Some puzzles requiring no knowledge of knot theory, just a careful inspection of the patterns. A glimpse of the classification of knots and a little about prime knots, crossing numbers and. . . .

This article discusses how every Pythagorean triple (a, b, c) can be illustrated by a square and an L shape within another square. You are invited to find some triples for yourself.

Professor Korner has generously supported school mathematics for more than 30 years and has been a good friend to NRICH since it started.

Take a complicated fraction with the product of five quartics top and bottom and reduce this to a whole number. This is a numerical example involving some clever algebra.

This article looks at knight's moves on a chess board and introduces you to the idea of vectors and vector addition.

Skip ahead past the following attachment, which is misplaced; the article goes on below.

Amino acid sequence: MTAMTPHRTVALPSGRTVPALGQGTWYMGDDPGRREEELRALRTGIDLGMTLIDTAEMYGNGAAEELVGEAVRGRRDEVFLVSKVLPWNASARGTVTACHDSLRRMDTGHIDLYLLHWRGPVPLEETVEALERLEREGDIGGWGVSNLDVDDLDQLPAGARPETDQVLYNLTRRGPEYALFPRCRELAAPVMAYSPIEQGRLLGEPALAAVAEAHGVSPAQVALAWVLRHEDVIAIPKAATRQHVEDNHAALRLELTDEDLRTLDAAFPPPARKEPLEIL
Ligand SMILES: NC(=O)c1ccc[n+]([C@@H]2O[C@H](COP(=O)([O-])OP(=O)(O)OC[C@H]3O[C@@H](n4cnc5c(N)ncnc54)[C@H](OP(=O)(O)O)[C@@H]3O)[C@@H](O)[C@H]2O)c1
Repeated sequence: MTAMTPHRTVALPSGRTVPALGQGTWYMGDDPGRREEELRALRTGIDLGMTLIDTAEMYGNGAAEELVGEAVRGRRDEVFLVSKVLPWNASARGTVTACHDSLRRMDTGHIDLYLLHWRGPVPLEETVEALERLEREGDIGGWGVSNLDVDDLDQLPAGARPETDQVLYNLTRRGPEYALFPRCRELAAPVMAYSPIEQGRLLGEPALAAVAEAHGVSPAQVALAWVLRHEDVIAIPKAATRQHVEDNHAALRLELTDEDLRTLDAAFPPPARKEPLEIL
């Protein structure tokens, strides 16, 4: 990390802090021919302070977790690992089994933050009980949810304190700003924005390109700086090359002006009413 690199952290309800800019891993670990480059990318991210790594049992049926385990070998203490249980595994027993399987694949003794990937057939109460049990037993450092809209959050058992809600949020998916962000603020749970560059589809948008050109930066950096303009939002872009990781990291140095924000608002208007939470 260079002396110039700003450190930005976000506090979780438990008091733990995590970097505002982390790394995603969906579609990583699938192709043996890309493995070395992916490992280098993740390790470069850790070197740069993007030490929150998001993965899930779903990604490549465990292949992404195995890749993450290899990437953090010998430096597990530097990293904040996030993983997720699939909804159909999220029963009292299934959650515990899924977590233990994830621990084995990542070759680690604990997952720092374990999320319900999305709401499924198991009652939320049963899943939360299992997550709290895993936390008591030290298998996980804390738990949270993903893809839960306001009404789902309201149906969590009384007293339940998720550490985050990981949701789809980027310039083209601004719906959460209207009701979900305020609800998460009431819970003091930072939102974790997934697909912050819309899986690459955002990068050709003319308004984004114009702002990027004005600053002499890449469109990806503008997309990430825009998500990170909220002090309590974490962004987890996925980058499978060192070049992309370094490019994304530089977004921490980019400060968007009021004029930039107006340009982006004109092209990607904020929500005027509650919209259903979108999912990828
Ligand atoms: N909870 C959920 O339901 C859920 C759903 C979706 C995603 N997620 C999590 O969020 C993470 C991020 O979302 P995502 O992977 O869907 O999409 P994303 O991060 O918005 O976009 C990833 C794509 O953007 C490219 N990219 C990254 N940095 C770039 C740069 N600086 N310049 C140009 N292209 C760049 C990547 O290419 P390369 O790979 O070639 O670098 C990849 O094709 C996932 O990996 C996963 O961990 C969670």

Start with any whole number N, write N as a multiple of 10 plus a remainder R and produce a new whole number N'. Repeat. What happens?

The final of five articles which containe the proof of why the sequence introduced in article IV either reaches the fixed point 0 or the sequence enters a repeating cycle of four values.

Take a number, add its digits then multiply the digits together, then multiply these two results. If you get the same number it is an SP number.

Peter Zimmerman, a Year 13 student at Mill Hill County High School in Barnet, London wrote this account of modulus arithmetic.

Semicircles are drawn on the sides of a rectangle. Prove that the sum of the areas of the four crescents is equal to the area of the rectangle.

In this 7-sandwich: 7 1 3 1 6 4 3 5 7 2 4 6 2 5 there are 7 numbers between the 7s, 6 between the 6s etc. The article shows which values of n can make n-sandwiches and which cannot.